Popular companies and products, and those with social marketing skills can expect to be most successful. For example, in early August, BrewDog, a large craft brewer in Scotland, reached the $1 million funding benchmark only three days after launching their campaign to fund a new brewery in the U.S.

Companies also need to fully understand securities laws and their obligations to investors. Andersen and Georgiades (2016) remind executives that “While issuers are now permitted to use general solicitation, the antifraud provisions of the federal securities laws remain applicable to the offer and sale of securities. Issuers and platforms where the securities offering is posted must ensure that their statements are not misleading, including that there are no misrepresentations or omissions of material fact regarding the company, the securities offered or the offering itself.”

The Investor

While crowdfunding platforms and financial professionals have been preparing for equity crowdfunding for several years, this is the first year investors can participate. There are many online sources of information on crowdfunding. Investors need to confirm they have reputable and correct advice and understand the risks before becoming involved.

There are various types of securities offered, and fully understanding the risks, company valuations, and possible return on an investment is complicated. Crowdfunding portals are required to provide general information on the risks to potential investors, and typically explain the types of securities available to the small investor. The SEC and the Financial Industry Regulatory Authority (FINRA) provide detailed investor guidance on equity crowdfunding. A full understanding of these investments requires substantial research and/or consultation with a professional. Legal firms and professional organizations that specialize in crowdfunding advice are emerging to handle this demand.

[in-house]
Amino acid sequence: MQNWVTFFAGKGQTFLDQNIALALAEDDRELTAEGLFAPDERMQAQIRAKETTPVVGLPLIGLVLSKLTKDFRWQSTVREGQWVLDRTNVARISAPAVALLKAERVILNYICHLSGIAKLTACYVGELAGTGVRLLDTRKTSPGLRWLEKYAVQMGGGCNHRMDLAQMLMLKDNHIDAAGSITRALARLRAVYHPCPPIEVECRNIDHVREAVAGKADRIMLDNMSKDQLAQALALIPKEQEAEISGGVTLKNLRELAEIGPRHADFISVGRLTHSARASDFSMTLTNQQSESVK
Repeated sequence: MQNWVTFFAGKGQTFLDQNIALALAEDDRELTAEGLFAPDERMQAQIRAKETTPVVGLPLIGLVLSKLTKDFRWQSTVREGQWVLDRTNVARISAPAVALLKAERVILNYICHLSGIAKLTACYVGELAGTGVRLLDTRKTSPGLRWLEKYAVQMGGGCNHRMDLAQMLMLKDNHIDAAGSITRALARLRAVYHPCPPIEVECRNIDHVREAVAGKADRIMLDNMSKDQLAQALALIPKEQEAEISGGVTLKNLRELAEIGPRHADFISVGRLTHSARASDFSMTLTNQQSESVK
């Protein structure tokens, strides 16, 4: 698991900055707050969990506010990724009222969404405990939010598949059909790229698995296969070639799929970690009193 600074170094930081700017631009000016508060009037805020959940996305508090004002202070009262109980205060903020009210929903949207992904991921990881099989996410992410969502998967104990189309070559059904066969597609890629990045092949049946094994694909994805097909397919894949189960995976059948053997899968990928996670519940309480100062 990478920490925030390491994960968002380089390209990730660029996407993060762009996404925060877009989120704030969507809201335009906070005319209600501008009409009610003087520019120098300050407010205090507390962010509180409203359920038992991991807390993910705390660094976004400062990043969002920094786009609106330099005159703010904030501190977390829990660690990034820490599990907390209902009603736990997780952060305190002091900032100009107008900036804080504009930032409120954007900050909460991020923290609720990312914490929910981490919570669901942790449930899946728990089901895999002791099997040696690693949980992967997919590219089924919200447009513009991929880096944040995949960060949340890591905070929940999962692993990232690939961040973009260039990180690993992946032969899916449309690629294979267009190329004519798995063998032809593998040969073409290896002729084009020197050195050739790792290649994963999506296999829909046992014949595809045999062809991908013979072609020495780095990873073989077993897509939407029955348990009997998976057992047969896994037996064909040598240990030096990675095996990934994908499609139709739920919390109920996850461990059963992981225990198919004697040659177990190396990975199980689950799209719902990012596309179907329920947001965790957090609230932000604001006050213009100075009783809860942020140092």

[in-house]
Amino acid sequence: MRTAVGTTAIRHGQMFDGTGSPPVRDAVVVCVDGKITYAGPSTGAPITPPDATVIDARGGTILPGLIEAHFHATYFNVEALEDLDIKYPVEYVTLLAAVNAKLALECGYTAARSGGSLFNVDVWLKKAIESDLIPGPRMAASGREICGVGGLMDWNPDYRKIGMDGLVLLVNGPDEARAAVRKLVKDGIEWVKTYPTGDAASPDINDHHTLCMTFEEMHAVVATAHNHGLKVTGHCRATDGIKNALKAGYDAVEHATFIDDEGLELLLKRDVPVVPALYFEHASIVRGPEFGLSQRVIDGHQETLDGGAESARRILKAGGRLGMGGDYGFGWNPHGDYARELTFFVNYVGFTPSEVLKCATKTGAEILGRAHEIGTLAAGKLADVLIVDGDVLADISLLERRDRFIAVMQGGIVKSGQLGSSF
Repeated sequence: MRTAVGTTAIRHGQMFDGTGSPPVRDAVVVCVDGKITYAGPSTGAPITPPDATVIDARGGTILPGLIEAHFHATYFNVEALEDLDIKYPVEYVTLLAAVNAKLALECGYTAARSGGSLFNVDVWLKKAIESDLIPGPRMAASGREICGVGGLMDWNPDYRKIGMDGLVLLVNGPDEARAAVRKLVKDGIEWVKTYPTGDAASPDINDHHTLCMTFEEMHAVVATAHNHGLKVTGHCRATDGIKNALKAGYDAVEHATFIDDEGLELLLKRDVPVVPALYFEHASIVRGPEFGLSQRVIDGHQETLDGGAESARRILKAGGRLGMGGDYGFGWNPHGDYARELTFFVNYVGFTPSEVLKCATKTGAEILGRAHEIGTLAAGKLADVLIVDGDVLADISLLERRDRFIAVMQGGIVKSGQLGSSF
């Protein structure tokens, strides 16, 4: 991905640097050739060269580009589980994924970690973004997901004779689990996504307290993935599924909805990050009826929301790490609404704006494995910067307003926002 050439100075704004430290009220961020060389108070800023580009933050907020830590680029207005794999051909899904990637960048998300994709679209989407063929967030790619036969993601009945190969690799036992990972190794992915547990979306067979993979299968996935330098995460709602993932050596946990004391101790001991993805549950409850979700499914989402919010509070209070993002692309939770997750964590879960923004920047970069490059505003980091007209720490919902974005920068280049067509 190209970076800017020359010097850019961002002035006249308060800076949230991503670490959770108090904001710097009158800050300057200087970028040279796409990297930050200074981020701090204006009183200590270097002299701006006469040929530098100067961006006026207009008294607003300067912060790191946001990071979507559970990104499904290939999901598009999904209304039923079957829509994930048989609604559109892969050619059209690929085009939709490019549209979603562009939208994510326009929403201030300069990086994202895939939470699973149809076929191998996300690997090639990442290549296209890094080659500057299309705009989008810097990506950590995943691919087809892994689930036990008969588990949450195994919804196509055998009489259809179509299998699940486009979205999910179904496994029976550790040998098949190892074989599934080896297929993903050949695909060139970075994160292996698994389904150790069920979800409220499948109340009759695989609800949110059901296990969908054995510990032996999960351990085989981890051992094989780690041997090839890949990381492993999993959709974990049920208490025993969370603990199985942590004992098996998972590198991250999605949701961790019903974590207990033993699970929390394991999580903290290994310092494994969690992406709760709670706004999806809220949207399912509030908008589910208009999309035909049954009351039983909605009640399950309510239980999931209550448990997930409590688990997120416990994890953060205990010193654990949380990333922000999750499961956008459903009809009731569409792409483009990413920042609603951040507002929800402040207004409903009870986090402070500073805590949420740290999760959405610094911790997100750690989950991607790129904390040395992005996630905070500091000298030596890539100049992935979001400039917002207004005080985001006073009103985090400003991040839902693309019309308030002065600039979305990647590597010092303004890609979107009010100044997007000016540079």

Equity crowdfunding should not be thought of as a stock-like investment. One of the differences is the liquidity of the investment. Crowdfund shares cannot be sold in the first year, and will possibly have no market for many years. The risk is also greater. Information on the companies raising funds is usually limited, and many may fail. Only funds you are willing to lose should be invested. A useful rule is to invest in products/companies you love, so that any loss is less painful. The best fundraisers will stay in touch with their investors, and even find ways to involve them in their marketing efforts. A successful partnership should emerge where both parties find some benefit, even if just in knowing they have supported a good product, idea, or team.

Assessing Utilization and Impact

As indicated in the several examples cited above, some companies quickly reached their annual funding limit of $1 million using the new crowdfunding platforms. The proliferation of funding platforms becoming populated with investor offers suggests that investor crowdfunding is on its way to acceptance among entrepreneurs and investors. However, the impact of Regulation Crowdfunding on new business creation and job growth, with its adoption only several months ago, cannot yet be determined.

Investor crowdfunding does not appear to be utilized at this time, at least in the U.S., by companies involved in developing products or services for regulatory testing. If you see any, please let us know! It can, however, be considered now as one of the methods available for new and existing private firms in this sector to raise capital.

Equity crowdfunding portals, some with mixed offerings (Reg CF; Reg A+), include:

Accredited investor only crowdfunding portals include:

Rewards-based crowdfunding portals include: